For the analysis of MRI findings, there was a nearly equal proportion of BPH components in this study; four patients with predominated glandular component, three patients with predominated stromal component, and three patients with equal glandular and stromal components. Most patients (90%) had a bilateral TZ and retrourethral enlargement pattern (type 3) and only one patient (10%) had a pedunculated with bilateral TZ and retrourethral enlargement pattern (type 5). These results were potentially the same as the Randall et al. classification . There were no patients with another pattern of BPH in this study which might be caused by too small a population in the study.
For the analysis of focal areas of increased stiffness seen on stiffness images, about half of them (50.6%) corresponded to a stromal component on T2W images and more than one-third (37.9%) correspond to mixed glandular and stromal components. Additionally, it was found that the glandular predominant group tended to have a lower maximal stiffness than when stromal predominant or equal in its glandular-stromal component. These results supported the review of Wasserman et al.  that the stromal component in BPH leads to an increased resistance of prostatic parenchyma causing an increase in tissue stiffness.
Most other findings found in MRI were minimal ascites in the pelvic cavity, a small area of hemorrhage in the prostate gland and small prostatic utricle cysts which were not corresponding to areas of increased stiffness on stiffness images. Therefore, it can be assumed that these findings might not cause an increase in tissue stiffness. The study found, however, that some features which were seen on patients with high mean stiffness values including prostatic calcification, type-5 BPH pattern and the large prostate volume, it was possible to make an hypothesis that these features might be associated with an increase in tissue stiffness. Further study with more subjects would give more information about this hypothesis.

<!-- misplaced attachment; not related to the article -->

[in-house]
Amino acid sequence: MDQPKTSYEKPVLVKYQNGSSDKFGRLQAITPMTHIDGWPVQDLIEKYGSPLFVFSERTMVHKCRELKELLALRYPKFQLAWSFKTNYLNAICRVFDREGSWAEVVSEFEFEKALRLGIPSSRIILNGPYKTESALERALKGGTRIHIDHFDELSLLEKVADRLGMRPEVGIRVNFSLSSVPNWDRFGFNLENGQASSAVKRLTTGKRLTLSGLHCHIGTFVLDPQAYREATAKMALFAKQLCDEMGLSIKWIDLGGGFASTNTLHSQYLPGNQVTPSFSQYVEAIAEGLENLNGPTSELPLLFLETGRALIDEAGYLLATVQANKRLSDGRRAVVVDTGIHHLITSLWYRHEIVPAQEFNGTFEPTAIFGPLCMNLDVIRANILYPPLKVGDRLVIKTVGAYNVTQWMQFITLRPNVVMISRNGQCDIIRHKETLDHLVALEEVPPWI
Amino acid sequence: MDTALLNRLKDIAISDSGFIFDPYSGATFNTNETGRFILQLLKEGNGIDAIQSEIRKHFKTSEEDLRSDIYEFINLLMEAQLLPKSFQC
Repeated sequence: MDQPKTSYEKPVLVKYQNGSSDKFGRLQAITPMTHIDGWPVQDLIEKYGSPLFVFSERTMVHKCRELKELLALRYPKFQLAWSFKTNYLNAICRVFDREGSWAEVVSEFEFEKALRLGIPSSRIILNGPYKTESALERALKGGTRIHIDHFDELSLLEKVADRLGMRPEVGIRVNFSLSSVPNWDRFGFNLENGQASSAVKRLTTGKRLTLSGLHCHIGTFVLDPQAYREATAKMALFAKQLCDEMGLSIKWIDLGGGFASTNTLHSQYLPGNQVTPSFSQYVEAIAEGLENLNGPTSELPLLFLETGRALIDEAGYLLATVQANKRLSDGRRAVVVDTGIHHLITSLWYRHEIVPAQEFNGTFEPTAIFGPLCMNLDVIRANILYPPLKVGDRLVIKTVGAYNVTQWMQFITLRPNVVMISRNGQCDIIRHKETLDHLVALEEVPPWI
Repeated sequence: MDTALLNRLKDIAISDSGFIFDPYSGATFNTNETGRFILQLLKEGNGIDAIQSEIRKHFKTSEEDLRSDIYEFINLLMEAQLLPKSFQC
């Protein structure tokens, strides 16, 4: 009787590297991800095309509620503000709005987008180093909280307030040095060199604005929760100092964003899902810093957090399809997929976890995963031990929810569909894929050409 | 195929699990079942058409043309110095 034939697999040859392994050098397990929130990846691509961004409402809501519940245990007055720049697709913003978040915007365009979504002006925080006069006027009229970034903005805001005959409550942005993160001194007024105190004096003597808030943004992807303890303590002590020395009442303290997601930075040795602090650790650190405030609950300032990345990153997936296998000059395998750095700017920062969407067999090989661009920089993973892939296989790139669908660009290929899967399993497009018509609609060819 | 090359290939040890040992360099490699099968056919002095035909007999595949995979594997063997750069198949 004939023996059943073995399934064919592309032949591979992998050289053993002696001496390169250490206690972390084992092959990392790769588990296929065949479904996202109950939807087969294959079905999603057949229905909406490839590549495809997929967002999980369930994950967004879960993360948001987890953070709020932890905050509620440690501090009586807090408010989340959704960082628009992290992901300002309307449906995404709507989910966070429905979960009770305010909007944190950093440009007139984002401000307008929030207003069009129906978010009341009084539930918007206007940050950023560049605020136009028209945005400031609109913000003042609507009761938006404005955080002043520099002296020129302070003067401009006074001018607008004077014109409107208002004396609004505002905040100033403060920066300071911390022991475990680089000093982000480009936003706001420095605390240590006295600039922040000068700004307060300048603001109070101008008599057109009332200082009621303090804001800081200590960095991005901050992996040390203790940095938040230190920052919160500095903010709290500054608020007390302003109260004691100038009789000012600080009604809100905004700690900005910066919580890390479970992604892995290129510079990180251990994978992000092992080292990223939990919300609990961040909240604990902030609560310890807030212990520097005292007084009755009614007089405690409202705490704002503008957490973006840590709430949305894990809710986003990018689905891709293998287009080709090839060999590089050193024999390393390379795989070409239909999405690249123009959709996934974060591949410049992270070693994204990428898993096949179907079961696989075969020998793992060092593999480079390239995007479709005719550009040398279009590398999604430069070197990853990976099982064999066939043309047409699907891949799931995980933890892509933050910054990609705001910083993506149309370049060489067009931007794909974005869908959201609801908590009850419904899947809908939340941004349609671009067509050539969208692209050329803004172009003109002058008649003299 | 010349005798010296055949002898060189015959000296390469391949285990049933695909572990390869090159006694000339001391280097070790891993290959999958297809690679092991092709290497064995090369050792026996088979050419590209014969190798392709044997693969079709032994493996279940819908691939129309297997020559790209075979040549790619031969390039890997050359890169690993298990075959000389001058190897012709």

To the best of our knowledge, this study is the first study to exclusively describe MRE of the prostate gland in Thailand. There are several limitations to the study. Firstly, the study was a prospective study which had too small a number of subjects. Patients recruited into the study were less than was expected because of the Covid-19 situation in the country. Secondly, there might be a selection biases especially in the population-based selection from BPH patients with high PSA levels who were requested to have an MRI to screen for prostate cancer. Other patients with BPH may have more findings. Thirdly, the study had no healthy volunteers to compare the results with which would make a more reliable study. Fourthly, it did not demonstrate the pathological diagnosis which is the gold standard for diagnosis of BPH and its correlation to MRI and MRE findings. Lastly, it tried to perform prostate MRE using the drivers and post-processing software which were developed for measuring stiffness in the liver for the staging of liver fibrosis. The protocol might not be suitable for measuring stiffness in prostate gland so the results in the study might not represent valid tissue stiffness values. It is believed, however, that the results of the study would be beneficial for the development of an MRE protocol as an additional diagnostic tool for evaluating prostate disease and a guide to study more about prostate MRE in the future.